A study of Massachusetts freshmen at Bridgewater State College found that of the 22% who admitted to being a cyberbully, the most common motives were:
- Out of anger or for revenge. Female bullies (54%) were more likely to cite this reason than male bullies (38%). This includes what StopCyberbullying.org labels vengeful angels, people who retaliate for some perceived harm to themselves or friends.
- As a joke. Females, 30%; males, 44%.
- Just “something to do.” Females, 13%; males, 15%. Includes bored so-called mean girls who want to impress their clique.
- Peer pressure. Females and males, 3%.
Other individuals who are bullied or cyberbullied become cyberbullies themselves to gain some power, control, or payback. StopCyberbullying.org called members of this group the power hungry or revenge of the nerds because they may not be physically strong but they have good computer skills.
Still, others don’t see themselves as cyberbullies at all. They don’t realize the harm they may be potentially causing, or see it as a harmless joke.
Parents who suspect that their child is a cyberbully should look for signs, such as:
- A history of bullying or cyberbullying
- A history of being the target of bullies or cyberbullies
- Avoiding discussion of their online activities
- Having multiple active online accounts
- Suspiciously switching screens or closing programs when others approach
If the parents’ suspicions turn out to be true, they should not overreact. They will almost certainly need to block all online access—except possibly for schoolwork—for a probationary period, but that cannot be the only measure they take.
The parents must find out why and to what extent the cyberbullying took place and ensure that it doesn’t happen again. They should explain why it was wrong. Then, they could require the child to write an essay detailing what they did, why they did it, and an explanation of why they now know it was wrong. This approach may encourage long-term changes in behavior.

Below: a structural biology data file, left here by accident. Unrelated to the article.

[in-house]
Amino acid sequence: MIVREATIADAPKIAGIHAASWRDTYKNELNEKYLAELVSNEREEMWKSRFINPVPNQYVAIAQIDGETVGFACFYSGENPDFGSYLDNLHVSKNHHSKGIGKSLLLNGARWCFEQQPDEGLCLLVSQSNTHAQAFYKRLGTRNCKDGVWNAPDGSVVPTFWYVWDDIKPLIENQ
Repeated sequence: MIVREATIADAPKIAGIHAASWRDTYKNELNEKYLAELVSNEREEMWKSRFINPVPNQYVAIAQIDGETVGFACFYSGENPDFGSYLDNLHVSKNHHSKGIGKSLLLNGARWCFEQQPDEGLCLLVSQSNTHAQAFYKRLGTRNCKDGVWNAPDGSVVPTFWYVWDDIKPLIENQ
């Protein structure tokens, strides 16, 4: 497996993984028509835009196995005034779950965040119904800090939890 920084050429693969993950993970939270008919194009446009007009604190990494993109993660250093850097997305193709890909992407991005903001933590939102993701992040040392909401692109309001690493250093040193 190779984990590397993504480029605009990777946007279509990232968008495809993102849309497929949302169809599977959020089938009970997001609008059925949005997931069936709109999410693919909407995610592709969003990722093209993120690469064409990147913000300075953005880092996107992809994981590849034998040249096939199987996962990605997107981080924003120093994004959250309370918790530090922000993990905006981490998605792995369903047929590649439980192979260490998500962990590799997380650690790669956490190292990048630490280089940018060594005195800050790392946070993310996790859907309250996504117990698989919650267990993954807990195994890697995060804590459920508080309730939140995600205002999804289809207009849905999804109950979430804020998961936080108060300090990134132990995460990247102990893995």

Dangers of Cyberbullying
But, didn’t everybody experience bullying at some point in their lives? Didn’t it teach them resilience, make them stronger, and prepare them for adult life?
Sometimes it does, but cyberbullying may have worse consequences than traditional bullying. Though there may also be a physical threat of violence associated with in-person bullying that is not possible in purely electronic bullying, cyberbullying may include other distressing elements that make it hard to avoid, such as:
- It may be anonymous. The bullied don’t know who is doing the bullying, which makes it harder to avoid or gauge how serious the bully is.
- It can happen any time, any day. Unlike a school or work bully, who can only taunt or threaten other individuals when they are in the same place at the same time, many people carry smartphones or other electronic devices with them at all times, exposing them to cyberbullying around-the-clock.
- It may have a longer reach. Personal data and embarrassing information or photos can be placed on social media where all of one’s friends and family—as well as total strangers—can see them. Once online, it is extremely difficult to completely and permanently remove them. The target may not even know about such a data dump at first. But they may feel its effects by the reactions of prospective employers and dating partners.
- Also, it is not always true that words can never hurt us or that what doesn’t kill us makes us stronger. Cyberbullying and online harassment may have severe long-term consequences, such as:
- Bad grades
- Identity theft
- Damaged reputations
- Substance use disorder. In one study, ”9% began abusing alcohol and/or drugs” after being cyberbullied
- Suicide and attempted suicide. Sometimes cyberbullying does result in death. People who have been cyberbullied are 3 to 9 times more likely to consider committing suicide. Between 2008 and 2015, the number of young people in hospitals because of suicidal thoughts or attempts doubled, with cyberbullying blamed for most of the rise. And the suicide rate doubled for girls ages 15 to 19.
- Other mental health issues. Depression, anxiety, and low self-esteem are more common among young people who were bullied, on or offline.
Cyberbullying and Mental Health
There seems to be a link between those who have been bullied, electronically or in person, and those who have mental health issues such as depression, anxiety, and substance use disorder. Almost 50% of “adolescent psychiatric patients” in one study had been cyberbullied. And the cyberbullied reported “greater levels of depressive symptoms,” as did bully-victims (between 5.4% and 11.2% of teens).
However, there’s no consensus on which problem came first and caused the other. It may be that people who are bullied suffer mental health issues because they are bullied, or that people who already have a mental health disorder are bullied because of their disorder.
Increasing the danger is that the cyberbullied often don’t tell anyone—not friends, family, or teachers—that they are cyberbullied. It is the same for cyberbullied adults: only 39% told anyone, asked for help, or even attempted to resolve the situation on their own.